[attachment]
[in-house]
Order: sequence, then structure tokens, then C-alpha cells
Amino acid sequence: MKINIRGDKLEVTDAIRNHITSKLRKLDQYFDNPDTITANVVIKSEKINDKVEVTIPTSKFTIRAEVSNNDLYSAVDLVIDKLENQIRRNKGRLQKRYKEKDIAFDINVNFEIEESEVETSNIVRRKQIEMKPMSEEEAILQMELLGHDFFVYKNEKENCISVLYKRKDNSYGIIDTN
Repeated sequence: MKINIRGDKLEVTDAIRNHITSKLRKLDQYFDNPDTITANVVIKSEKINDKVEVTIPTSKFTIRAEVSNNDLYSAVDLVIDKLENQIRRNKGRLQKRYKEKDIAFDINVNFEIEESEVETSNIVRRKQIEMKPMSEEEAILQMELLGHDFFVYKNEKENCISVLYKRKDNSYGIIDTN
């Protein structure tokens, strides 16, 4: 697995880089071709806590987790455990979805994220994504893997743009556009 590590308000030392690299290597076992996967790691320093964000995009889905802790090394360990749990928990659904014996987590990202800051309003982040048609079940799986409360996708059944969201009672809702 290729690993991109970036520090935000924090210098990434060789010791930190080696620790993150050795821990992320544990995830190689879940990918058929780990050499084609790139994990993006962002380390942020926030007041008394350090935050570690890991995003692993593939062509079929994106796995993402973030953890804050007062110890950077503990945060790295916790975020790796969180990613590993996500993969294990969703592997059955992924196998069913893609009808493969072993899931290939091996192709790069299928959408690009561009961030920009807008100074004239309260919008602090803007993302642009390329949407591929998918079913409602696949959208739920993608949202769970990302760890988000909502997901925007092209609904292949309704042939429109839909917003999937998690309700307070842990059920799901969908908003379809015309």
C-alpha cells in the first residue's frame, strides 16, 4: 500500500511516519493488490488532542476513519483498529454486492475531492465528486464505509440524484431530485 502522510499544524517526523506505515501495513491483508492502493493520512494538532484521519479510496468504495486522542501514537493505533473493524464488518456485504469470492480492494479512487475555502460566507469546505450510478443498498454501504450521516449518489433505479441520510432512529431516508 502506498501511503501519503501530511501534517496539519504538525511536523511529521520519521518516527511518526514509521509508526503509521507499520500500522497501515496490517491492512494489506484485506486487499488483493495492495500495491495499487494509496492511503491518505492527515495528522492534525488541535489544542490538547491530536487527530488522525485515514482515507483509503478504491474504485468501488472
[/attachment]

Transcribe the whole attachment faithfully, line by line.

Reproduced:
[in-house]
Order: sequence, then structure tokens, then C-alpha cells
Amino acid sequence: MKINIRGDKLEVTDAIRNHITSKLRKLDQYFDNPDTITANVVIKSEKINDKVEVTIPTSKFTIRAEVSNNDLYSAVDLVIDKLENQIRRNKGRLQKRYKEKDIAFDINVNFEIEESEVETSNIVRRKQIEMKPMSEEEAILQMELLGHDFFVYKNEKENCISVLYKRKDNSYGIIDTN
Repeated sequence: MKINIRGDKLEVTDAIRNHITSKLRKLDQYFDNPDTITANVVIKSEKINDKVEVTIPTSKFTIRAEVSNNDLYSAVDLVIDKLENQIRRNKGRLQKRYKEKDIAFDINVNFEIEESEVETSNIVRRKQIEMKPMSEEEAILQMELLGHDFFVYKNEKENCISVLYKRKDNSYGIIDTN
């Protein structure tokens, strides 16, 4: 697995880089071709806590987790455990979805994220994504893997743009556009 590590308000030392690299290597076992996967790691320093964000995009889905802790090394360990749990928990659904014996987590990202800051309003982040048609079940799986409360996708059944969201009672809702 290729690993991109970036520090935000924090210098990434060789010791930190080696620790993150050795821990992320544990995830190689879940990918058929780990050499084609790139994990993006962002380390942020926030007041008394350090935050570690890991995003692993593939062509079929994106796995993402973030953890804050007062110890950077503990945060790295916790975020790796969180990613590993996500993969294990969703592997059955992924196998069913893609009808493969072993899931290939091996192709790069299928959408690009561009961030920009807008100074004239309260919008602090803007993302642009390329949407591929998918079913409602696949959208739920993608949202769970990302760890988000909502997901925007092209609904292949309704042939429109839909917003999937998690309700307070842990059920799901969908908003379809015309």
C-alpha cells in the first residue's frame, strides 16, 4: 500500500511516519493488490488532542476513519483498529454486492475531492465528486464505509440524484431530485 502522510499544524517526523506505515501495513491483508492502493493520512494538532484521519479510496468504495486522542501514537493505533473493524464488518456485504469470492480492494479512487475555502460566507469546505450510478443498498454501504450521516449518489433505479441520510432512529431516508 502506498501511503501519503501530511501534517496539519504538525511536523511529521520519521518516527511518526514509521509508526503509521507499520500500522497501515496490517491492512494489506484485506486487499488483493495492495500495491495499487494509496492511503491518505492527515495528522492534525488541535489544542490538547491530536487527530488522525485515514482515507483509503478504491474504485468501488472